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July 23, 2024 July 23, 2024

Four years after COVID-19, women are still struggling to recover

Posted on May 23, 2024 by Ryan Dahlman

The COVID-19 pandemic that swept the globe in 2020 not only threatened people’s health but exposed and exacerbated entrenched inequalities. Women bore the brunt.

Millions were working in public-facing jobs that were most affected by necessary public health closures. Millions more laboured on the frontlines at great personal risk, sustaining our communities while juggling an enormous increase in unpaid labour and care at home.

The emergency phase of the pandemic is over, but it is fair to say that the recovery has proven to be as unequal as the pandemic itself.

Canada’s economy rebounded in 2021 and continued to grow through 2022 and 2023 – but strong employment growth wasn’t enough to boost the economic fortunes of all women. While some groups of workers experienced little economic disruption, low-wage workers in pandemic-vulnerable sectors and precarious employment situations were trapped on an economic roller coaster.

By the end of 2022, total employment in vulnerable sectors was still 125,000 jobs short of pre-pandemic levels. Women accounted for 80 percent of the gap.

The following year, 2023, was better for this group of workers, but women’s employment continued to lag in accommodation and food services, personal services (such as hair salons and laundry services), and in arts, entertainment, and recreation. Young people and new immigrants experienced the biggest losses.

Low wages remain a huge problem in frontline service work. Employers have yet – in any widespread way – to change up their business models and offer higher wages to attract staff back.

Modest wage gains between 2019 and 2023 have been more than offset by the rising cost of living. Restaurant workers and grocery clerks are making less today than before the pandemic.

As our case study of hotel workers in B.C. documents, the hotel industry has used the crisis to cut costs by increasing flexibilization of labour and understaffing, further increasing the precarity of workers.

Workers in low-wage service jobs aren’t the only group hammered by the pandemic.

Over three million women working in the care economy are still under enormous pressure. Canada’s health and community services, strained and drained by years of austerity, have been running full out for four years trying to keep up with demand. Vacancies have soared as burned-out staff have retired and/or sought less stressful employment and some modicum of control over their lives.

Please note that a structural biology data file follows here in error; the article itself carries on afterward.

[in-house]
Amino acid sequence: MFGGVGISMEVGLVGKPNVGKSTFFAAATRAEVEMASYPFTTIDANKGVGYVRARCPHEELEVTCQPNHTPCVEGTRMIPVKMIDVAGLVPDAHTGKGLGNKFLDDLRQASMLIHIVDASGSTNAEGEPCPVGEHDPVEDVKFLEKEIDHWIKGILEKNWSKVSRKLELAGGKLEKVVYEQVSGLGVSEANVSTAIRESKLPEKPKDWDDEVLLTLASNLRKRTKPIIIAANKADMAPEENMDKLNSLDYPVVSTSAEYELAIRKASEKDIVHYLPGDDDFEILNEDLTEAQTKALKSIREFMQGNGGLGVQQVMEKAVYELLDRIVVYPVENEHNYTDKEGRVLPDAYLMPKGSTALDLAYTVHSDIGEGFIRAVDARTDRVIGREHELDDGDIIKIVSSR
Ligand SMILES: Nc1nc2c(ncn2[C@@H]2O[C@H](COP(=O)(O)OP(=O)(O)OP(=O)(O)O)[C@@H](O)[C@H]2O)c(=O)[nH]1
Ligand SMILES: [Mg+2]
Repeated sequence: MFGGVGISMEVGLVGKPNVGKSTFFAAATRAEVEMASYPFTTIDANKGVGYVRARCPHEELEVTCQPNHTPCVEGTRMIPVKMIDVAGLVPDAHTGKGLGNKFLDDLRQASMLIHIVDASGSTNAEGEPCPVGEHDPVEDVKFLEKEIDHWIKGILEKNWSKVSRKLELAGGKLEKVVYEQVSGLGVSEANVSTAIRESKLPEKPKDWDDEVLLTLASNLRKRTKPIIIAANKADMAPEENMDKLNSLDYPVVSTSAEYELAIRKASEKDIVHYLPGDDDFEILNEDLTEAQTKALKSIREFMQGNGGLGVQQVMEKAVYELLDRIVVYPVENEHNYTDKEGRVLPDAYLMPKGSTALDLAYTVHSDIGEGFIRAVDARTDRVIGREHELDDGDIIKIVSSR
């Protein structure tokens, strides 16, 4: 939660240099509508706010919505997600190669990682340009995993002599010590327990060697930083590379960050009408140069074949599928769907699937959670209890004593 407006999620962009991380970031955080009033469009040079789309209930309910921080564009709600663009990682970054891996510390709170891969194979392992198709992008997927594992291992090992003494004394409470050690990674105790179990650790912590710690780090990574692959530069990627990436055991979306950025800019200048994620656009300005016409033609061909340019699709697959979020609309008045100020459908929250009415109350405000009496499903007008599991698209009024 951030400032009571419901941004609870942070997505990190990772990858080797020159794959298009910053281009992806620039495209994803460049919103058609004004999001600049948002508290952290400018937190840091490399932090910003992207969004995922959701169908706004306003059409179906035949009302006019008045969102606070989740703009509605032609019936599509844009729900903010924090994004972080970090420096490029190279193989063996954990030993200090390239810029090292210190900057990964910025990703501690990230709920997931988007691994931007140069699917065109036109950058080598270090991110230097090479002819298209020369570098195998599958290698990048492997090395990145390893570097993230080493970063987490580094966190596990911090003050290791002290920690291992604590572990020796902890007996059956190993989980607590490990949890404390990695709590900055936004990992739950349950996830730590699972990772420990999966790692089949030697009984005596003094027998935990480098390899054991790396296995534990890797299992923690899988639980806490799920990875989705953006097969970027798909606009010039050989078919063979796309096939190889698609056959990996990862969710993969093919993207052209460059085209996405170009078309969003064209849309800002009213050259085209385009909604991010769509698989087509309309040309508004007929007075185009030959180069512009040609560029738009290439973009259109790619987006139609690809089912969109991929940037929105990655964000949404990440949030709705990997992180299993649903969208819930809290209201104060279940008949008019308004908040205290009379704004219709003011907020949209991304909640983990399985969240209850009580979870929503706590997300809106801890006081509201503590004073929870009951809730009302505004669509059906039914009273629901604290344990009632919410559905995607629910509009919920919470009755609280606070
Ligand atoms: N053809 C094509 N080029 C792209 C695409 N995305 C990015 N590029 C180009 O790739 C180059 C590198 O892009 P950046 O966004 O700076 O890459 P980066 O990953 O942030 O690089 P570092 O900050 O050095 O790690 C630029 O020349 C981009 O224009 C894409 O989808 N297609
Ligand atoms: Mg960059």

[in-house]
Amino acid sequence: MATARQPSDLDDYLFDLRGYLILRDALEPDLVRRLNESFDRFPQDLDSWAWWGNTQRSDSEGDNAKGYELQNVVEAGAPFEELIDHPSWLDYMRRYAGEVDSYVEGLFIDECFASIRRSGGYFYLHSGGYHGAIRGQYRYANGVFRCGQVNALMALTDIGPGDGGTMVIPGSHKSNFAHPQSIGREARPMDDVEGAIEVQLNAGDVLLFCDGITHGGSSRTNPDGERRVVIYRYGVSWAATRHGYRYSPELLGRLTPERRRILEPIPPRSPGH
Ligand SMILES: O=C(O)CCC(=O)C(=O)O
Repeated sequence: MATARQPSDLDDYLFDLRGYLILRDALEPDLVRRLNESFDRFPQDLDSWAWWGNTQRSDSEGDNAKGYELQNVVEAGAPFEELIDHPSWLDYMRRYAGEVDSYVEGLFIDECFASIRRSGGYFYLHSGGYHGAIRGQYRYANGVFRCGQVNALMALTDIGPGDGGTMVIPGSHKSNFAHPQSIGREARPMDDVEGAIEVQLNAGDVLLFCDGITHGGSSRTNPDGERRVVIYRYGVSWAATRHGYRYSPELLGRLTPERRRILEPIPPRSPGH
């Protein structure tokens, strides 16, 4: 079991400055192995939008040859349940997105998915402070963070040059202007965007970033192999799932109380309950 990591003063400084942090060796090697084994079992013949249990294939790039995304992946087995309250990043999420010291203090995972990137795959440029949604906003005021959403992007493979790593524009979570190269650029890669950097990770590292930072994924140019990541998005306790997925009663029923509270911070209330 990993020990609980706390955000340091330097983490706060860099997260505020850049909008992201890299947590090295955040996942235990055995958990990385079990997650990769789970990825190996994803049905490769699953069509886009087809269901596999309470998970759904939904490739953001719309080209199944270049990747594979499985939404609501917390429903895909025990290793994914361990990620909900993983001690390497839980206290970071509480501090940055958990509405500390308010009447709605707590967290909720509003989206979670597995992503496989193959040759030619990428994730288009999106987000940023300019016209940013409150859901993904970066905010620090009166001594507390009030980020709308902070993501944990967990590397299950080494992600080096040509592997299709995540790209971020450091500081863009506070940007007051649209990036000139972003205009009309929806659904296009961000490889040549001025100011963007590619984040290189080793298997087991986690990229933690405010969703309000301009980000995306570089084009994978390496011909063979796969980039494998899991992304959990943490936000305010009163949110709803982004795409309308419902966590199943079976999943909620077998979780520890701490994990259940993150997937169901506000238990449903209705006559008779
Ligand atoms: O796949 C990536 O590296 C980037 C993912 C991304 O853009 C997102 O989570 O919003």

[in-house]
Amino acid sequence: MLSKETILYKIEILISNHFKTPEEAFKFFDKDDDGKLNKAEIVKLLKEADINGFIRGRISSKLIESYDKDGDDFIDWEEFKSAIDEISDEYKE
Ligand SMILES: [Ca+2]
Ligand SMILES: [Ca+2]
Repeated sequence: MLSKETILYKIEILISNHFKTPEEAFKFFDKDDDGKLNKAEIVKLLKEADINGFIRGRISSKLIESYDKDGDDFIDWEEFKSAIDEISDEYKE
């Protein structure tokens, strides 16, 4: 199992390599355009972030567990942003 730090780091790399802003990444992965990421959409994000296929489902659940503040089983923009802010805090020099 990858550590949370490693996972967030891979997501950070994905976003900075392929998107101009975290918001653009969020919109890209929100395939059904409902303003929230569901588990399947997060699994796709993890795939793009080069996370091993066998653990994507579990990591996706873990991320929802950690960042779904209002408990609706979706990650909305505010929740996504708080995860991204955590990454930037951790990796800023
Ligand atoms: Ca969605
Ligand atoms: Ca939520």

This interminable situation has been made worse by negligible wage growth. The gap between wages and monthly inflation figures has been particularly pronounced in several women-majority care occupations, further entrenching established gender pay disparities. School teachers, hospital workers and childcare educators, for instance, all experienced more than a four per cent wage cut, in real terms, between 2019 and 2023.

The care economy workforce has expanded since 2019. Between 2019 and 2023, hospitals and educational services reported the second and third-largest increases in women’s employment – a total of 202,000 jobs. Yet these increases have barely made a dent in vacancy rates, which were more than twice pre-pandemic levels in 2023.

Over 50 percent of long-term care and home care staff surveyed in our Manitoba study indicated they are either very or somewhat likely to leave the profession in the next five years.

In childcare, new students are graduating from early childhood education programs only to leave the field a few years later because of low wages and poor working conditions.

The COVID-19 pandemic upended everyone’s lives, but the economic hammer fell most harshly on frontline service workers in the public and private sectors – two distinct groups that have continued to struggle under difficult working conditions, the value of their wages no match for the soaring cost of living.

Katherine Scott is a senior researcher with the Canadian Centre for Policy Alternatives.

© Troy Media

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